Rising over the rich blue of the Indian Ocean, the new Anzac Memorial at Ocean Beach RSL commemorates 100 years of service in a commanding stainless steel and printed glass structure designed by Perth Sculptors Charlie and Joan Smith.
The RSL is as much a part of Australian culture as the Anzac dawn services the League organizes each year. Having evolved as a direct result of the camaraderie, concern and mateship shown by the Diggers for the welfare of their mates during and after the first World War, RSL members now number over 220,000 in 1395 Leagues across Australia.
With the current 2014 – 2018 Anzac centenary commemorations taking place in RSL clubs around the country, The Ocean Reef RSL in Perth has created a stunning memorial arch in commemoration of the centenary, which forms a commanding presence at the club’s location 28km north of the Perth CBD.
Designed by esteemed local sculptors Charlie and Joan Smith, the memorial is comprised of a 11m x 5.5m steel arch, fitted with 13.52mm toughened laminated and digitally printed glass. The orientation of the arch takes advantage of the stunning sunsets Perth is renowned for, allowing the stainless steel and glass arch to frame the setting sun in the late afternoon and early evening hours.
As Charlie and Joan explain, ‘The Anzac 100th Memorial for Ocean Reef has been designed to incorporate the most solemn memorial design principles. The overall layout is based on the passage of light, being drawn through a Portal entrance, along a ceremonial east/west pathway into a circle composed of 100 elements, commemorating the 100 years of Anzac tradition and service. The setting sun is framed by an arch/portal carrying further symbolic images fused into glass and lettering. Within this narrative-symbolic area, significant allegorical elements are incorporated to create the central ‘sacred heart’ of the memorial, the altar.’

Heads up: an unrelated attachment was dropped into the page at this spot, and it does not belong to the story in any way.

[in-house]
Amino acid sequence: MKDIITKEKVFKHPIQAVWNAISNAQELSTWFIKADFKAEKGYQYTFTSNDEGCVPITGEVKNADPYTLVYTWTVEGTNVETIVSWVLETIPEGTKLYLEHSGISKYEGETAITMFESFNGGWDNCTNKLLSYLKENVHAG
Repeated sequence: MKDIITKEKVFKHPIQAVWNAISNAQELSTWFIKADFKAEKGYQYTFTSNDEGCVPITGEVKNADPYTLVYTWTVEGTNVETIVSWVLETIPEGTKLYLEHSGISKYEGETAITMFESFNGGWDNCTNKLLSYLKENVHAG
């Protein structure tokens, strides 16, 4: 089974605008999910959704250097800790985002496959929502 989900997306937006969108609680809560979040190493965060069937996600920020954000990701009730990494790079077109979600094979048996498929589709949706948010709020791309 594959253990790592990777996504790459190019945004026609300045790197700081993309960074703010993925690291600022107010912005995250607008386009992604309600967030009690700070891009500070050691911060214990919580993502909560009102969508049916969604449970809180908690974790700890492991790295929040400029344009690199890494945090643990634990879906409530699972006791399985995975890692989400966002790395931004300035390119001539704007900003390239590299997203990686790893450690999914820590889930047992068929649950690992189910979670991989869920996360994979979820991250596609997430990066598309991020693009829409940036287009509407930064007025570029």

‘The altar is the focal point of the entire monument, and the design for this element is based upon an artillery shell, inverted in the tradition of ‘Reversed Arms’ in Catafalque ceremonial practice. It is estimated that 80% of causalities in WWI were caused by artillery and it has been ubiquitous to all modern wars. The circular stepped Altar will also provide a wreath-laying area.’
‘Soaring high over this space is an arch, symbolising a portal between the past and the future. The arch has traditionally been symbolic of military victory, but in this instance it also carries the symbolism of renewal. In ceremonial tradition, passing under an arch, is a process of leaving the past at rest and the regeneration of life. It charts the passage of the sun from dawn to dusk throughout the year but particularly on Anzac Day. It is formed of stainless steel, and incorporates photographic images manufactured as printed glass to signify 100 years of Australia’s military involvement throughout the world. The text of the ‘Ode to the Fallen’, is emblazoned on the rim along with the titles of each major military engagement of the Australian armed forces.’
The memorial was unveiled at the Consecration Ceremony on 18th of April at Ocean Reef Sea Sports Club, Ocean Reef Western Australia where the sub-branch’s oldest member and only World War II veteran, Vic Sinclair (90), read the Ode during the service. At the opening, the Indian Blue Chorus sang Amazing Grace, Abide with me, How great thou art and led the Australian and New Zealand national anthems. Speakers at the event included Moore MHR Ian Goodenough, Joondalup Mayor Troy Pickard, Anglican Reverend Paul Howells and Roman Catholic Father Dariusz Krzysztalowicz.
You can keep up to date with other amazing work from Charlie and Joan on their facebook page.
Anzac 100th Memorial, Ocean Beach, Perth
Client Smith Sculptors
Glass 13.52mm Toughened Laminate
Processing Custom Laminating, Digital Printing
Further information on the processes featured in this project can be found below: